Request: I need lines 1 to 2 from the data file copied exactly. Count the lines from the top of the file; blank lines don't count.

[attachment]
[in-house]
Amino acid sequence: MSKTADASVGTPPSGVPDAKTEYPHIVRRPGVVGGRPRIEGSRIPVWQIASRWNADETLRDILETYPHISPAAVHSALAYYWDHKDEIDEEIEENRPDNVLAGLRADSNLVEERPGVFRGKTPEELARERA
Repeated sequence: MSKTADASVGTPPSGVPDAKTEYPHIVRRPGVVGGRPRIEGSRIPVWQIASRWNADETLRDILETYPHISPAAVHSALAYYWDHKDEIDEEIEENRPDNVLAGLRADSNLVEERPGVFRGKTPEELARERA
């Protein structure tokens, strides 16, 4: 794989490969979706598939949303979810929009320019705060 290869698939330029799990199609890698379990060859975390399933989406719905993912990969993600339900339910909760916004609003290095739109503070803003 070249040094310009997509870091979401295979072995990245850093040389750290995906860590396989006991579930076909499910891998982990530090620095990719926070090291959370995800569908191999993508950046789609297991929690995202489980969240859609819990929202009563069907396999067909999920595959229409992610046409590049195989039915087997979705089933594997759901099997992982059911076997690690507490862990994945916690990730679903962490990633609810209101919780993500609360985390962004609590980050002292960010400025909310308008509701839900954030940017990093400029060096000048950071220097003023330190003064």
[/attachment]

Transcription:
[in-house]
Amino acid sequence: MSKTADASVGTPPSGVPDAKTEYPHIVRRPGVVGGRPRIEGSRIPVWQIASRWNADETLRDILETYPHISPAAVHSALAYYWDHKDEIDEEIEENRPDNVLAGLRADSNLVEERPGVFRGKTPEELARERA